Strong took an active role in the association about 10 years after moving in, when he started serving on the board as treasurer. Once associations form, they elect leadership; come up with a name, a mission statement and by-laws; and sometimes register with the local housing office -- in this case the District's Housing Regulation Administration within the Department of Consumer and Regulatory Affairs -- by filling out a few forms and getting them notarized with the housing office.

It usually takes only a few people to count as an association. In the District, two people are needed to form an unincorporated association. (If the purpose of the tenants association is to buy the building during a condo conversion, then the association should represent 50 percent of the tenants and be incorporated.)

A retired lawyer for the federal Department of Housing and Urban Development, Strong has spent more than 1,000 hours in the past few years helping the association with three legal actions that challenge rental increases and the way management handled the replacement of heating and cooling units. The management and the association are still negotiating settlements for all three.

"Before I became active, one of the things the association did was fight rent increases. In the '80s, the landlord sought a lot of capital improvement increases, and the association fought those, sometimes successfully and sometimes not," Strong said. Under the District's rent-control laws, landlords who make improvements are entitled to boost rents.

"That interested me as a tenant -- not paying more rent. The basic conflict between landlord and tenant is that a tenant wants to pay less rent and a landlord wants more rent," he said. "It's hard to get people together, and it's hard to keep focused. It's difficult but it can be worth it. It can be extremely beneficial."

Before rallying your neighbors to unite, check with some of the longtime residents to find out if your building already has an association in place that has gone dormant. There is no use duplicating the filing process if it was done in the past.

To get people together, notify residents by word of mouth, fliers or the Internet to garner interest in an association and advertise the first meeting. Generally, tenants have a right to organize, but sometimes landlords try to prohibit them from posting fliers or meeting in building common areas.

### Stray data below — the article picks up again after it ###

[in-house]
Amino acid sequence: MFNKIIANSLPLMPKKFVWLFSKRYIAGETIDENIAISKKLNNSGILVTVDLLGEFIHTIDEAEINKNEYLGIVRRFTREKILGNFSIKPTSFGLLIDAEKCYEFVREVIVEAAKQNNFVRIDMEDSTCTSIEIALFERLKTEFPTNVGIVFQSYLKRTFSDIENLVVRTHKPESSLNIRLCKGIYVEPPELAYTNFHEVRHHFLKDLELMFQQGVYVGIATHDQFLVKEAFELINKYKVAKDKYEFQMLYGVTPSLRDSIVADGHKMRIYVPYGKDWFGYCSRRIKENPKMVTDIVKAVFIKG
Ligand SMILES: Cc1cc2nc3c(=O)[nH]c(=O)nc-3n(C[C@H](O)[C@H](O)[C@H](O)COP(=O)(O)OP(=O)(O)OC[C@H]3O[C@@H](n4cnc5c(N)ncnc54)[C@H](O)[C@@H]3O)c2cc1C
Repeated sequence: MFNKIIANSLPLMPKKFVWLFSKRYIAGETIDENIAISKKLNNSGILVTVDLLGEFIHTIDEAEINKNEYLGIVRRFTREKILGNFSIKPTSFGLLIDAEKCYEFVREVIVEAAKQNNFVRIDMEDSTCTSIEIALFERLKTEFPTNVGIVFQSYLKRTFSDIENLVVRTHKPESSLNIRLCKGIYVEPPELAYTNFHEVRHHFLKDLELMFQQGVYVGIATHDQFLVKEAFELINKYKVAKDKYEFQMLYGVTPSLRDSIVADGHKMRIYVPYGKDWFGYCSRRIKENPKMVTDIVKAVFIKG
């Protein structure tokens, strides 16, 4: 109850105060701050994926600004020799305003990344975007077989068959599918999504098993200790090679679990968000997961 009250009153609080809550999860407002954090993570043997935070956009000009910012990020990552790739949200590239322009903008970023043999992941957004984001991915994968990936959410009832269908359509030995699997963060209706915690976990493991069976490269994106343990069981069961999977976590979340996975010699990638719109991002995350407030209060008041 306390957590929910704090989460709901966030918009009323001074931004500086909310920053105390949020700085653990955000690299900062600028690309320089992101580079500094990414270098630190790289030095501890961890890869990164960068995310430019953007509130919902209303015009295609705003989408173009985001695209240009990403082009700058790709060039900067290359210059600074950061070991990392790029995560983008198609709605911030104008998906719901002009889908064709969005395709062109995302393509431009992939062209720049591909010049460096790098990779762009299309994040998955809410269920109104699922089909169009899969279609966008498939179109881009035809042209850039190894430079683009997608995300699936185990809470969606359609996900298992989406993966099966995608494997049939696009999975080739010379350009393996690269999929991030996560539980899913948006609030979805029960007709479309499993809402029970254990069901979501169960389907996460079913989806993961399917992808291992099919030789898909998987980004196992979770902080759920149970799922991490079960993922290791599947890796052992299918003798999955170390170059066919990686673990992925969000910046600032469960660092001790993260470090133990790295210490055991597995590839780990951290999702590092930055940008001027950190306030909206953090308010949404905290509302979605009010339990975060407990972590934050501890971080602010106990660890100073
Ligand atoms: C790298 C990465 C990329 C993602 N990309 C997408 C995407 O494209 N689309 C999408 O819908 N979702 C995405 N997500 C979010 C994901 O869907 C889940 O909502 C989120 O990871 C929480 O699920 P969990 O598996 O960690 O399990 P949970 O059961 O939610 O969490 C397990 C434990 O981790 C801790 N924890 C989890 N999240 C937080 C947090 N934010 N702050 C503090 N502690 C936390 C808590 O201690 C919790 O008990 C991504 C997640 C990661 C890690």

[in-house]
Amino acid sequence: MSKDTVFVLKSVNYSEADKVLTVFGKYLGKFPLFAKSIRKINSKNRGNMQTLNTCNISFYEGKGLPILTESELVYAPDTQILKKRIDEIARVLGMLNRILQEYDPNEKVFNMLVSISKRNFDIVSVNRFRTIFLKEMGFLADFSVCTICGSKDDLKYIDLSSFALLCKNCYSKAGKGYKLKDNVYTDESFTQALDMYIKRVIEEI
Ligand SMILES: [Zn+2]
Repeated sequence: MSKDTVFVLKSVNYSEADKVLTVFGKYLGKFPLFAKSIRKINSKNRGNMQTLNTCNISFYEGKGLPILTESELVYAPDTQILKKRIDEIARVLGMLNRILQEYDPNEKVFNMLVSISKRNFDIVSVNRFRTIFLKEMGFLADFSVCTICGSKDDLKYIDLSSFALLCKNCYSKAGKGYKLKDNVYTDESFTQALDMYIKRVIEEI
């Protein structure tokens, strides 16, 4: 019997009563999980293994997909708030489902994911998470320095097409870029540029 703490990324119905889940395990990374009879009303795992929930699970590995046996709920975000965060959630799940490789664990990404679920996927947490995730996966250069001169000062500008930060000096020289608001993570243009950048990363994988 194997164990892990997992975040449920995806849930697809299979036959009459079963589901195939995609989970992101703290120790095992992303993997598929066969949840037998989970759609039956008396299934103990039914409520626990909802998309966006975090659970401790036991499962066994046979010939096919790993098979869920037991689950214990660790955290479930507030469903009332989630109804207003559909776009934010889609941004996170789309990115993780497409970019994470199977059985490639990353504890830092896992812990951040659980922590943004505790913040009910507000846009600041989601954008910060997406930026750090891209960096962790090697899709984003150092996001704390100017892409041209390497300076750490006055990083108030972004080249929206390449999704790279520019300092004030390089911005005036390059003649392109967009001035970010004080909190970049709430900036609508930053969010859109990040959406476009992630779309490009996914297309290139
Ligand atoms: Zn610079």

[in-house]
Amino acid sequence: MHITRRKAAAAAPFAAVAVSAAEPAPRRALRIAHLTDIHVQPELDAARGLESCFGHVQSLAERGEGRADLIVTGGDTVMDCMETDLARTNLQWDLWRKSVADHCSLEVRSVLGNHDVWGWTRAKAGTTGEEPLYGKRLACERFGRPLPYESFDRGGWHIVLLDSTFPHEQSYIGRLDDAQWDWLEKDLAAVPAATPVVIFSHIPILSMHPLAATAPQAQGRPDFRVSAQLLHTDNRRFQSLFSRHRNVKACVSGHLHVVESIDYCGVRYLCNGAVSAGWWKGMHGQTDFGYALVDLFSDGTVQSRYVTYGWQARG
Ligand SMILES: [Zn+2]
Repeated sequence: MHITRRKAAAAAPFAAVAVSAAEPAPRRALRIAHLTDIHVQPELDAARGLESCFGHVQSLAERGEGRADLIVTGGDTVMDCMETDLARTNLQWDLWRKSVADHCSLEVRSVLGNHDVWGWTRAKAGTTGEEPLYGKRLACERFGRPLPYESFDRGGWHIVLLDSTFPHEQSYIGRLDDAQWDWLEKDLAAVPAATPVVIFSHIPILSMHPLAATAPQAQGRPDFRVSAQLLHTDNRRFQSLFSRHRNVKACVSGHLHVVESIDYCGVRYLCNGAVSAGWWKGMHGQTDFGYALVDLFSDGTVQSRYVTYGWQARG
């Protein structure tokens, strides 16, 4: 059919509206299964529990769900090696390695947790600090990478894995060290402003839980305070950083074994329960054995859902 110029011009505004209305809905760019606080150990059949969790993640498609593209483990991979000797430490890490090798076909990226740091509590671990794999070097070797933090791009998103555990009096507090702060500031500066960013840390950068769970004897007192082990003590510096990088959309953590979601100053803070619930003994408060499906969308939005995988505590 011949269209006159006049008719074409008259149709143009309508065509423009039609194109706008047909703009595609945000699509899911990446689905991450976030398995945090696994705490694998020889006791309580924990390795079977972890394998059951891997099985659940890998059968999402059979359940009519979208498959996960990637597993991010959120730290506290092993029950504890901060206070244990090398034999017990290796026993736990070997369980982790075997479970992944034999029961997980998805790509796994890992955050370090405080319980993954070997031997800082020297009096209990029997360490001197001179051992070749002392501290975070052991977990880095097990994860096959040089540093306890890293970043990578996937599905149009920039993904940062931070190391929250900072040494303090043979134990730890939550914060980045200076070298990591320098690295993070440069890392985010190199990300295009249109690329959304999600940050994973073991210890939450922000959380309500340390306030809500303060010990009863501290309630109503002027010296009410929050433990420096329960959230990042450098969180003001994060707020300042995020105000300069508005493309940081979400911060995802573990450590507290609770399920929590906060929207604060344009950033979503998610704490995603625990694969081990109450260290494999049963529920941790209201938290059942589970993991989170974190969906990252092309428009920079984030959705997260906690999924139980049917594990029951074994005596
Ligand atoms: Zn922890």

Local tenant advocacy groups are willing to help residents deal with potential animosity from building management and also aid them in forming associations. In most places, including Maryland, Virginia and the District, landlords are legally prohibited from retaliating against tenants for organizing.

He gives the following tips for having a successful, powerful tenant association that lasts:

* Be a visible presence in the building. Hold a couple of social events throughout the year so people know you're there.

* Enlist the regulars -- people who have been there a long time and have a vested interest in the building.

* Make sure people know that you're an alternative voice to management if tenants are having problems.

* Incorporate your association as a nonprofit organization, even if the law doesn't require it. Doing so will show that your group is a serious entity and give your group more leverage in case any legal battles arise.

* Raise enough money to cover expenses. Legal battles require a big bankroll because management companies are usually well prepared with lawyers.

Do you have questions, comments or ideas about apartment life? Contact Sara Gebhardt via e-mail at gebhardts@washpost.com or by mail, c/o Real Estate Editor, The Washington Post, 1150 15th St. NW, Washington, D.C. 20071.